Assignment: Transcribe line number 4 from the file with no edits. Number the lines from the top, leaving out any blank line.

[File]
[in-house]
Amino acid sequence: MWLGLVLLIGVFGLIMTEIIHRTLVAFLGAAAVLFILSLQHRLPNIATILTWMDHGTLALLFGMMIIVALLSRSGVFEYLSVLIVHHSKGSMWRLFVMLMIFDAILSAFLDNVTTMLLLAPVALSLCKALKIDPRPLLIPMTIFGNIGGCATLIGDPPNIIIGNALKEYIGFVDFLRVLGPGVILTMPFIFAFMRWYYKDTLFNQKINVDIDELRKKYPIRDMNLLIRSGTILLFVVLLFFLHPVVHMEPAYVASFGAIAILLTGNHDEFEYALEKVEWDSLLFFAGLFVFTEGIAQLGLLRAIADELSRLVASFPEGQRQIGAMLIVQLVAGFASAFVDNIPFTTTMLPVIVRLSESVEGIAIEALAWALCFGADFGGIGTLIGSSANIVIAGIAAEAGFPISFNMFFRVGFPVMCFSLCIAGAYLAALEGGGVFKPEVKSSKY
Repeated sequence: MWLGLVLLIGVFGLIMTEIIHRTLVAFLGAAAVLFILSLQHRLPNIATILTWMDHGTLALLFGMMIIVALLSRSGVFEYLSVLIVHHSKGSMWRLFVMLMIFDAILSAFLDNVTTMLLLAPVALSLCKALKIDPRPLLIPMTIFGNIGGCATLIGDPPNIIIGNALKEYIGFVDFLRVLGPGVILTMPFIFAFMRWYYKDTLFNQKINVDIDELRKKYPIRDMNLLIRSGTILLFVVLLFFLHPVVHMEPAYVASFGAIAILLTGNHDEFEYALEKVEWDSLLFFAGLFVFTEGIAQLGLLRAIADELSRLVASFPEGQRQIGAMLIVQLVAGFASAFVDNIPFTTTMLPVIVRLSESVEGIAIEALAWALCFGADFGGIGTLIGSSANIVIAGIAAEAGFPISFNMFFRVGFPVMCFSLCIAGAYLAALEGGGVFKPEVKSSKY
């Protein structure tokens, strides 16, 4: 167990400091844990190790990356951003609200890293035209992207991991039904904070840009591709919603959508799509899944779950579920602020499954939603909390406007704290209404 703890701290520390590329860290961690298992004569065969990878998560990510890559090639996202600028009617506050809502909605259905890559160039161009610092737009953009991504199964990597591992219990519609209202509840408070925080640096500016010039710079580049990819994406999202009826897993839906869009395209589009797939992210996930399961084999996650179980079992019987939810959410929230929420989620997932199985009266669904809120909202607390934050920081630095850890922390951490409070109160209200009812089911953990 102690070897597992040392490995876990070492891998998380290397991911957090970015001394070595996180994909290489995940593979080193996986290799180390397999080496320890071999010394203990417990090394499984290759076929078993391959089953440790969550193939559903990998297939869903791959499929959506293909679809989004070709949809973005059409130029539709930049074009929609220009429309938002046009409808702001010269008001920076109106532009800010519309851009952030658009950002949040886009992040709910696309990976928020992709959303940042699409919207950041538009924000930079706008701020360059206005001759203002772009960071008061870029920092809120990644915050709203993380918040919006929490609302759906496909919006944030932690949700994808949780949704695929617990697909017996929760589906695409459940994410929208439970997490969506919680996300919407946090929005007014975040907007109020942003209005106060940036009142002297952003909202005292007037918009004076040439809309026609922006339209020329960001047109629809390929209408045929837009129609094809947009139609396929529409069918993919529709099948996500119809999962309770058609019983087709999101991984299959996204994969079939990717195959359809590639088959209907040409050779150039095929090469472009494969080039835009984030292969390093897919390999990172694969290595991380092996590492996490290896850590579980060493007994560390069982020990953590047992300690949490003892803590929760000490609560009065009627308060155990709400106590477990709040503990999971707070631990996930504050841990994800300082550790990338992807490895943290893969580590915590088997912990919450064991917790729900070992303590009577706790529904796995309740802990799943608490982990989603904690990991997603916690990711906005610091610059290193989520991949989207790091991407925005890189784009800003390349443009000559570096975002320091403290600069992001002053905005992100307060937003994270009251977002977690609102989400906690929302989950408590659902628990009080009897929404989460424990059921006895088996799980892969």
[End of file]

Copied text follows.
């Protein structure tokens, strides 16, 4: 167990400091844990190790990356951003609200890293035209992207991991039904904070840009591709919603959508799509899944779950579920602020499954939603909390406007704290209404 703890701290520390590329860290961690298992004569065969990878998560990510890559090639996202600028009617506050809502909605259905890559160039161009610092737009953009991504199964990597591992219990519609209202509840408070925080640096500016010039710079580049990819994406999202009826897993839906869009395209589009797939992210996930399961084999996650179980079992019987939810959410929230929420989620997932199985009266669904809120909202607390934050920081630095850890922390951490409070109160209200009812089911953990 102690070897597992040392490995876990070492891998998380290397991911957090970015001394070595996180994909290489995940593979080193996986290799180390397999080496320890071999010394203990417990090394499984290759076929078993391959089953440790969550193939559903990998297939869903791959499929959506293909679809989004070709949809973005059409130029539709930049074009929609220009429309938002046009409808702001010269008001920076109106532009800010519309851009952030658009950002949040886009992040709910696309990976928020992709959303940042699409919207950041538009924000930079706008701020360059206005001759203002772009960071008061870029920092809120990644915050709203993380918040919006929490609302759906496909919006944030932690949700994808949780949704695929617990697909017996929760589906695409459940994410929208439970997490969506919680996300919407946090929005007014975040907007109020942003209005106060940036009142002297952003909202005292007037918009004076040439809309026609922006339209020329960001047109629809390929209408045929837009129609094809947009139609396929529409069918993919529709099948996500119809999962309770058609019983087709999101991984299959996204994969079939990717195959359809590639088959209907040409050779150039095929090469472009494969080039835009984030292969390093897919390999990172694969290595991380092996590492996490290896850590579980060493007994560390069982020990953590047992300690949490003892803590929760000490609560009065009627308060155990709400106590477990709040503990999971707070631990996930504050841990994800300082550790990338992807490895943290893969580590915590088997912990919450064991917790729900070992303590009577706790529904796995309740802990799943608490982990989603904690990991997603916690990711906005610091610059290193989520991949989207790091991407925005890189784009800003390349443009000559570096975002320091403290600069992001002053905005992100307060937003994270009251977002977690609102989400906690929302989950408590659902628990009080009897929404989460424990059921006895088996799980892969």